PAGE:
The Singing Moon: Full Moon On 6 September 2017: Tadhg’s Ephemera

20170904 SIGNING MOON EPHEMERA

Yes, it’s nearly that time again – the time of the full moon.

This full moon takes place on Wednesday, 6 September in the constellation of Aquarius, in the south-southern sky. From a London, UK aspect the moon rises above the horizon that evening at about 8pm, and climbs to its highest point in the sky just after midnight.

‘Sun adores the body
Moon romances your soul …’

(Shonali Dey)

I love the times of the full moon. Whether I’m in the wilderness of north Wales surrounded by huge, sky-hugging mountains, or in London surrounded by huge, sky-hugging buildings of concrete, metal and glass (as I’m am, now), the full moon rises, peaks down, and her warm light bathes me in ‘moon-magic’. Whatever you do, do look up. Whatever you do, do make time for her. Wherever you, are do pause. She smiles down upon us all. I do so love the full moon.

This full moon is know by many names: some know it as the Corn moon because it traditionally corresponds with the time of harvesting corn; others call it the Mulberry moon; still others call it the Fruit moon; and to ancient and latter-day Celts, and Druids it is (usually) known as the Singing Moon. The Singing Moon is my preference for it.

To ancient, and latter-day Welsh Celts the moon was personified as dear Arianrhod (pronounced ah-ree-ahn-rhohd). From ‘arian’, meaning silver, and ‘rhod’ meaning wheel’ or ‘disc.

Praised be You, my Lord, through Sister Moon and the stars,
In the heavens you have made them bright, precious and fair.

(Canticle of Brother Sun and Sister Moon, Francis of Assisi)

The moon was long thought to affect those of unsound mind, hence the term lunatic. And, a calf born near the time of the full moon was thought to be more prone to deformity, and if it was, indeed, born deformed it was called a moon-calf. The term moon-calf also became an insult in late(r) medieval England. Ofcourse, we cannot forget the legend of the werewolf who, it is said, changes shape and transforms into a wolf at the time of the full moon.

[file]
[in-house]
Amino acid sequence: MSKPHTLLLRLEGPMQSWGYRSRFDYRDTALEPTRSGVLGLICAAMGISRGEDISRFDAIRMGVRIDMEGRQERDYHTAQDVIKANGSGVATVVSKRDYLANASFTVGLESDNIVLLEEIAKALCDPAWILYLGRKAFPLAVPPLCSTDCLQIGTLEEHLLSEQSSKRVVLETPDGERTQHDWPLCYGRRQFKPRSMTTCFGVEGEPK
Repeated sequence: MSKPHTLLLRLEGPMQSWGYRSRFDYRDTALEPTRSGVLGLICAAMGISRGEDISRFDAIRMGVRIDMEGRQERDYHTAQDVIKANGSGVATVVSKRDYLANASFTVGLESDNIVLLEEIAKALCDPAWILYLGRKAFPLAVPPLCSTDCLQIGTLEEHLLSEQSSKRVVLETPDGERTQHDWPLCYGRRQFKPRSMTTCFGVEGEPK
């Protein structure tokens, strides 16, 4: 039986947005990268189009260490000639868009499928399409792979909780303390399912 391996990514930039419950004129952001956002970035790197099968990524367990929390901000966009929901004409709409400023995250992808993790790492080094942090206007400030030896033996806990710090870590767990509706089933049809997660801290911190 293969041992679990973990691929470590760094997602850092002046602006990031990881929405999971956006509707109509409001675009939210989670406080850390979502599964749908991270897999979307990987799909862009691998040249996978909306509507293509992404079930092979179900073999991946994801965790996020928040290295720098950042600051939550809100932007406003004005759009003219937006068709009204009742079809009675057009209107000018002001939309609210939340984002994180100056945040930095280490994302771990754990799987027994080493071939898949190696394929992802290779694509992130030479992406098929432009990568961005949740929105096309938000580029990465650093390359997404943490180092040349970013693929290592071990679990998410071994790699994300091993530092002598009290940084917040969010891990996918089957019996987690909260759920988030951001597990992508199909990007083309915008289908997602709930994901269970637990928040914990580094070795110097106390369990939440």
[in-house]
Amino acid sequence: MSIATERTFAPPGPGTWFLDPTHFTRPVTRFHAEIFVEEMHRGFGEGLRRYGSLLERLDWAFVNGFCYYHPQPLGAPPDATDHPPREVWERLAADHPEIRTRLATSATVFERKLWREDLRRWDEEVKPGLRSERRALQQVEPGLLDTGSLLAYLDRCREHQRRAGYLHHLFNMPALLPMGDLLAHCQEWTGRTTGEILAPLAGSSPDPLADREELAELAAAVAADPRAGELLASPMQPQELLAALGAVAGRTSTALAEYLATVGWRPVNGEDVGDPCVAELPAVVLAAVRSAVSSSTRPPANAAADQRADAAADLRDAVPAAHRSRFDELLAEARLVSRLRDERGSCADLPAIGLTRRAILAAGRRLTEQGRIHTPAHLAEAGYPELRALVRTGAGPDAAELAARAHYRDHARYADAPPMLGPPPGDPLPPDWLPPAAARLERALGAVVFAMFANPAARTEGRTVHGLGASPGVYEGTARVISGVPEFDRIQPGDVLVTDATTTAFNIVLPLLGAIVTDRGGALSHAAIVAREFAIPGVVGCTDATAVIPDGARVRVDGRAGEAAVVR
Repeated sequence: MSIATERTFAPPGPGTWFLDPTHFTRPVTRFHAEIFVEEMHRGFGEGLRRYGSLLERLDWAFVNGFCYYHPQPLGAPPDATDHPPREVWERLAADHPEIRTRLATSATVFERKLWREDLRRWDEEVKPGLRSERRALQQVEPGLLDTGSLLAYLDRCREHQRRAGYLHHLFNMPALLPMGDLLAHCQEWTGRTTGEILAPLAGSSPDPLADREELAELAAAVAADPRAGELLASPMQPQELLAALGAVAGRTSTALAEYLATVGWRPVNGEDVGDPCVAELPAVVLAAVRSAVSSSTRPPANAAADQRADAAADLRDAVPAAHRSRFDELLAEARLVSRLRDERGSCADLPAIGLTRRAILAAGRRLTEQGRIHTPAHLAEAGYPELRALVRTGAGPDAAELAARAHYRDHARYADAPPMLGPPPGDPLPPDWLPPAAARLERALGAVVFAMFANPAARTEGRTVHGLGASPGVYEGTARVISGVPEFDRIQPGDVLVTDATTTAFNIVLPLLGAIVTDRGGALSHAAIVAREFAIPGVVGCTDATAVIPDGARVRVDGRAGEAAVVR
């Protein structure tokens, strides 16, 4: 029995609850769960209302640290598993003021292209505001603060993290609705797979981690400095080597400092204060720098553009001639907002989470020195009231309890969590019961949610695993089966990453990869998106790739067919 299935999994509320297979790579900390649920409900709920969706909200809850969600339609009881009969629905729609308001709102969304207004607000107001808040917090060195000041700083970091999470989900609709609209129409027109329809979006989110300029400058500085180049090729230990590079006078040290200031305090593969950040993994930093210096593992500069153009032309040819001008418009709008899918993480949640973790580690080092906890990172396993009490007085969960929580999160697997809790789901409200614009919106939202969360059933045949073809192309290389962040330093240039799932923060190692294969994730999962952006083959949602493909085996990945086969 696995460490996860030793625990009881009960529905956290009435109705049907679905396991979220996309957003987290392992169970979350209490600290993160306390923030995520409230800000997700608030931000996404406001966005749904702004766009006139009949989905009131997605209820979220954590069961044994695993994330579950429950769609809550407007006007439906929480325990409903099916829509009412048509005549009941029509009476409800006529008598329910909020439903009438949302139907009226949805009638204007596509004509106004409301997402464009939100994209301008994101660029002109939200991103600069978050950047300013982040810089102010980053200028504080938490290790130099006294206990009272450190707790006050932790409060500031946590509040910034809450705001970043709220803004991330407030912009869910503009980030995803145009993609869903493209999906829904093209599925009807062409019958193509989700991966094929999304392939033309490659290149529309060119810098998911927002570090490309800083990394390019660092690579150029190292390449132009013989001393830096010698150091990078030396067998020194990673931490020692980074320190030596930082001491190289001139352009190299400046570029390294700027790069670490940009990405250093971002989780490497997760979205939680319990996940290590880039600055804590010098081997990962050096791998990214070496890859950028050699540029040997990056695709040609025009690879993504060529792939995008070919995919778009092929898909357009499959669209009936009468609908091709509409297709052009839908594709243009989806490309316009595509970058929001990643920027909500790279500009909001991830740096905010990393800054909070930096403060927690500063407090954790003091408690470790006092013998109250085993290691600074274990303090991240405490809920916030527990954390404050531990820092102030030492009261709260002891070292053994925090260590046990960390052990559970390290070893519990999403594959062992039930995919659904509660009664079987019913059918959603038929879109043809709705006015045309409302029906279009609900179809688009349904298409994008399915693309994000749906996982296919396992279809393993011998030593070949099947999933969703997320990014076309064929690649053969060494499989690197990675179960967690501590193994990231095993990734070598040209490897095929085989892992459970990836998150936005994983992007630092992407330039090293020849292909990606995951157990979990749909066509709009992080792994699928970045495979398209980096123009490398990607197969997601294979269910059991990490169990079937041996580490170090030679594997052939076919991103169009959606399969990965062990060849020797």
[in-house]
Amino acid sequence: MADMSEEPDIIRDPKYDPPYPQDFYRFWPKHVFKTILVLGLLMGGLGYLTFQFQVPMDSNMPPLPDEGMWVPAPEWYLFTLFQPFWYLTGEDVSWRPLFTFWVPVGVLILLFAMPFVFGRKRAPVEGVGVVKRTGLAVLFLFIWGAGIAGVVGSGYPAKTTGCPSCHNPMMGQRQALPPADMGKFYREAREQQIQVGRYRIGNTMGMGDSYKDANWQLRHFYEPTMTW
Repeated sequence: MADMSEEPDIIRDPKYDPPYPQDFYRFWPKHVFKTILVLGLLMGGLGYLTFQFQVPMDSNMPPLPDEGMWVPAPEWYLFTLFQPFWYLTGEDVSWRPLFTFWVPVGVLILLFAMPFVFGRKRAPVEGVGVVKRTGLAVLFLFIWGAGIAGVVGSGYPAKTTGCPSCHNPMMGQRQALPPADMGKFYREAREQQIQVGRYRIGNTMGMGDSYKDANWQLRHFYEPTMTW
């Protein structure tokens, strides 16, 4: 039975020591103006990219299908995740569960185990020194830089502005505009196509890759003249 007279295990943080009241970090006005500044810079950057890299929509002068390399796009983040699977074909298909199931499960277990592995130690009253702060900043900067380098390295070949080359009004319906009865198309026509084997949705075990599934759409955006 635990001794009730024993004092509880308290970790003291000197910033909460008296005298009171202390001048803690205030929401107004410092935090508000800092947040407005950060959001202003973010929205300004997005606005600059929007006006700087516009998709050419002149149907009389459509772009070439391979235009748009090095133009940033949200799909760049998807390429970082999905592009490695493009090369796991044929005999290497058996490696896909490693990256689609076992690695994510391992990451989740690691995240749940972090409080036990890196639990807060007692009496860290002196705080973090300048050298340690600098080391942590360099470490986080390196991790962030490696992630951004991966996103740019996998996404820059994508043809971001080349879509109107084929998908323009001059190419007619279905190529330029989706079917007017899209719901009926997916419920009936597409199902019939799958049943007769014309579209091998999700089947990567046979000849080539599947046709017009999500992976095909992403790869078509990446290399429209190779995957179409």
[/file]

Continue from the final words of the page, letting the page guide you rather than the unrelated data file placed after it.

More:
‘Tonight the moon kisses the stars.
O beloved, be like that to me!’

(Rumi)

Ofcourse, these are myths and legends, and yet the moon does affect us all. The moon, as it resolves around the Earth affects the tides of the sea, and therefore affects our climate and seasons. But, it affects us in other ways.

For instance, a three-month psychological study of 1,200 inmates at Armley gaol in Leeds in 1998 showed a rise in violent incidents in the days either side of a full moon. And, in a study of 1,000 tonsillectomy operations, some 82 per cent of post-operative bleeding crises occurred nearer the full moon than the new moon, according to the Journal of the Florida Medical Association. And, the chances of being bitten by a dog are twice as high during a full moon according to a study at Bradford Royal Infirmary, which reviewed 1,621 cases of dog bite between 1997 and 1999.

‘The night walked down the sky with the moon in her hand.’ (Frederic Lawrence Knowles)

But the moon affects us all in deep and spiritual ways.

A face that gazes down upon us. A celestial body, so regular, providing a clear and bright light, and moon-shadows, too, if we’re fortunate. A reminder of nature and her benefits to us in placing the moon there to regulate the day and night, and seasons, so vital to life on Earth. A reminder, too, of the One who placed the greater lighter, and this lesser light, the Moon, in the sky. The Moon is truly ‘magical’, and doubly so for young lovers and the romantic among us, to those able to look beyond.

‘She used to tell me that a full moon was when mysterious things happen and wishes come true.’ (Shannon A. Thompson)

So, this magical full moon is a time to give thanks: a time to celebrate with a walk under the moonlight, perhaps stopping and lifting a glass of wine as a libation (which you can drink, if you wish) in honour of the moon. Or perhaps you might like to recite a poem or hold a small liturgical ceremony at the time of the full moon.  It need not be anything elaborate, but whatever you do, do enjoy this upcoming full moon.

‘The full moon – the mandala of the sky.’ (Tom Robbins)

Wishing many blessings to you, and those whom you love, at this time of the Singing Moon. Tadhg

 

Photograph, above, copyrighted and used by kind permission of Pennie Ley (click here). Bless you, Pennie.

 

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